The Bill and Melinda Gates Foundation released their annual letter on Tuesday. The missive was released in the form of an open letter to the world's second richest man, Warren Buffet, who has pledged much of his fortune to the foundation in a series of annual donations that comprise nearly half the resources of the foundation.
"Our 2017 annual letter is addressed to our dear friend Warren Buffett, who in 2006 donated the bulk of his fortune to our foundation to fight disease and reduce inequity. A few months ago, Warren asked us to reflect on what impact his gift has had on the world."
— Bill and Melinda Gates.
The letter of course comes amid major political upheaval across the world, particularly the election of Donald Trump as president of the United States, whose global gag rule could endanger millions of women and children, the couple warned as the letter was released.
Bill Gates said their foundation would not be able to bridge the potential funding gap in an interview with The Guardian in the UK.
"The US is the No 1 donor in the work that we do. Government aid can't be replaced by philanthropy. When government leaves an area like that, it can't be offset, there isn't a real alternative. This expansion of this policy, depending on how it's implemented, could create a void that even a foundation like ours can't fill."
— Bill Gates
The gag prevents U.S. funding from going towards any organisation across the world involved in providing abortion services, care or advice — even if its services extend to other badly needed services in impoverished countries.
This expansion is extraordinary. Republican presidents usually ban funding for abortion across the world under the Mexico City policy as it is known — but this doesn't affect other funding.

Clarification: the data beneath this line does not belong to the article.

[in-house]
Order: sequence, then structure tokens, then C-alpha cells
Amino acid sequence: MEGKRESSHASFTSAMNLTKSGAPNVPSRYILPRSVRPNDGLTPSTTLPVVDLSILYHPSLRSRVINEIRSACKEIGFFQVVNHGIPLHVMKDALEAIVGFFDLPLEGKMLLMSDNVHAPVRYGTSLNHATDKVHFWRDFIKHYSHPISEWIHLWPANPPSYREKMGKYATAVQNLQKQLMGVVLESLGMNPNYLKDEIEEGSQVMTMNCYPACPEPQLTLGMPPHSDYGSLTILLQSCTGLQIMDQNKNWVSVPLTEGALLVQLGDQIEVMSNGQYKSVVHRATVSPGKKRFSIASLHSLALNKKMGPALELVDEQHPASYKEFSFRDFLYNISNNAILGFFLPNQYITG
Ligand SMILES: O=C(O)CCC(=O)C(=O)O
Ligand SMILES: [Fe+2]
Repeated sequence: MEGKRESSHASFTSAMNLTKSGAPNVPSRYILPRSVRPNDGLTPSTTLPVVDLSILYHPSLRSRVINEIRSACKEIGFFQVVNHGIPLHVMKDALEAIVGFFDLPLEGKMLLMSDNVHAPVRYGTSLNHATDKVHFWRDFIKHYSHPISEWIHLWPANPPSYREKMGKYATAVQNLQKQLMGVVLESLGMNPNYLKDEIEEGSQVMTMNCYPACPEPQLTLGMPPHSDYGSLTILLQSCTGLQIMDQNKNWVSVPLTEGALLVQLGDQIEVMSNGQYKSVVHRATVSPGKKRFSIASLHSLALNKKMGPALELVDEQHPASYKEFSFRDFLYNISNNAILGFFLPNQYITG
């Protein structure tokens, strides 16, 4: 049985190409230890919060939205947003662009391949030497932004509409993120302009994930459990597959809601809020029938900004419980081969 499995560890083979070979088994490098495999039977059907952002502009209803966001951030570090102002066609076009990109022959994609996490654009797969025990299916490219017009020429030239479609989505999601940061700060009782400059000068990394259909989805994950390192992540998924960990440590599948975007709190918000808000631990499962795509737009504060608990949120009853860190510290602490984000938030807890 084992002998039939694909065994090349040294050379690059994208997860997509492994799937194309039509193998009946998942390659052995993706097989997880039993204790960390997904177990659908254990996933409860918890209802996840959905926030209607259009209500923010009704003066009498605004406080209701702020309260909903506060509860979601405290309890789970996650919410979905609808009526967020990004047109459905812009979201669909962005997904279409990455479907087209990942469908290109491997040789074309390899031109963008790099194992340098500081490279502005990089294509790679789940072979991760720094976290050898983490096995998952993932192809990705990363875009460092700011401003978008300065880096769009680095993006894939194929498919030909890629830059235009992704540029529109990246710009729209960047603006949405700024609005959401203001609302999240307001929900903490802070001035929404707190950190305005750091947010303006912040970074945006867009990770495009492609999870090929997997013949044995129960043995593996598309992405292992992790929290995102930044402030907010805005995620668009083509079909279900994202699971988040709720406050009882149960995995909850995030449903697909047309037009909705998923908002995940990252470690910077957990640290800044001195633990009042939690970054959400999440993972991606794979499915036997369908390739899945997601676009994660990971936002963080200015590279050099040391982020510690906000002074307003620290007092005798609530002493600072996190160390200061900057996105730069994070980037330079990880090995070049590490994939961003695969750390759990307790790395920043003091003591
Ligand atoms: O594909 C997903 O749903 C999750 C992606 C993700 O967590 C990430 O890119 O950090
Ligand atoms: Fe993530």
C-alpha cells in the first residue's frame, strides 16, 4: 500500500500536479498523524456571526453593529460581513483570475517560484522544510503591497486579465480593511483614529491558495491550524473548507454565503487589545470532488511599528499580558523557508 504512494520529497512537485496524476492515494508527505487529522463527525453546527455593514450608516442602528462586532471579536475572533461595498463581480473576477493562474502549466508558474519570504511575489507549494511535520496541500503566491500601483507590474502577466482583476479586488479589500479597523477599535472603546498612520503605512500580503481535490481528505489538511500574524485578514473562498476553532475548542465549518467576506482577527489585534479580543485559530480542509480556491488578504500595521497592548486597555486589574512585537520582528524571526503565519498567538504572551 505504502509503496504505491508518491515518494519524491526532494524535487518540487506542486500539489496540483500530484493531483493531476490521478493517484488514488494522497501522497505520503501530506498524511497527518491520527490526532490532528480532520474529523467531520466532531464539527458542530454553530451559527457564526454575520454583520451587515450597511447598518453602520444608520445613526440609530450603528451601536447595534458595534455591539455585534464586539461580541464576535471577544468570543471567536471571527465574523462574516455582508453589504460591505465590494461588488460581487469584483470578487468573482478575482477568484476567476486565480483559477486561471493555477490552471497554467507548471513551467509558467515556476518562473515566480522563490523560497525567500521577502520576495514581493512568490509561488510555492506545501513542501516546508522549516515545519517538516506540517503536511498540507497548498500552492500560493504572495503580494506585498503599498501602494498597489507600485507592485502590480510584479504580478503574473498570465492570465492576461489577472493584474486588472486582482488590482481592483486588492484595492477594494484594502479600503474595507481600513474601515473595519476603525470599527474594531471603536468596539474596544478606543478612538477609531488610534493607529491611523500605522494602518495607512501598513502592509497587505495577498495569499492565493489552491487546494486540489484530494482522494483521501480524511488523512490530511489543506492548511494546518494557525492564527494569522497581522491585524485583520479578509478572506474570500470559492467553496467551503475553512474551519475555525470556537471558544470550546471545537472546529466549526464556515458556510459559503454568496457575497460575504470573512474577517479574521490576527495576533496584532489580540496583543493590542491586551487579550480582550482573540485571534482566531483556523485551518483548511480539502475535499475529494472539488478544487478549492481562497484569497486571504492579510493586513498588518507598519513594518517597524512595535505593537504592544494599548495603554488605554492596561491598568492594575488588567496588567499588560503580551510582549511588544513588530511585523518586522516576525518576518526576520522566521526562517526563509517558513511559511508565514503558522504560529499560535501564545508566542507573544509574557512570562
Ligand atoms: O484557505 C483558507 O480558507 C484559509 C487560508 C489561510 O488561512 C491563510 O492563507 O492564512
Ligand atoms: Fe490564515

South African organisations, for instance, benefitted enormously from U.S. Aid under then U.S. President George W Bush in the provision of antiretrovirals during the denialism of then President Thabo Mbeki.
Bush did not target our country for its pro-abortion policies.
Trump's order however applies to any organisation that receives funding from U.S. Aid. That expansion, Melinda Gates told the Guardian, was a surprise.
"We're concerned that this shift could impact millions of women and girls around the world," she said. "It's likely to have a negative effect on a broad range of health programmes that provide lifesaving treatment and prevention options to those most in need.
"This includes programmes that prevent and treat HIV, TB and malaria, and provide healthcare to women and children around the world. Enabling women to time and space their pregnancies and providing access to treatment and prevention of infectious diseases is lifesaving work. It saves moms' lives and it saves babies' lives, and that has long had wide support in the United States."
It also emerged in the interview that Bill Gates had had a phone call with Trump in November and a meeting in December.
They talked about the eradication of polio, which Gates hopes could happen as early as this year, and the research his foundation is supporting towards an Aids vaccine and ways to protect people from pandemics such as Ebola in west Africa, the Guardian reported.
"So that was a good discussion — the fact that he was interested in having me talk about the Foundation's work — I was pleased," said Gates.
But he told The Guardian he did not anticipate the scope of the executive order affecting family planning, an issue at the centre of the foundation's work, that Trump was to sign.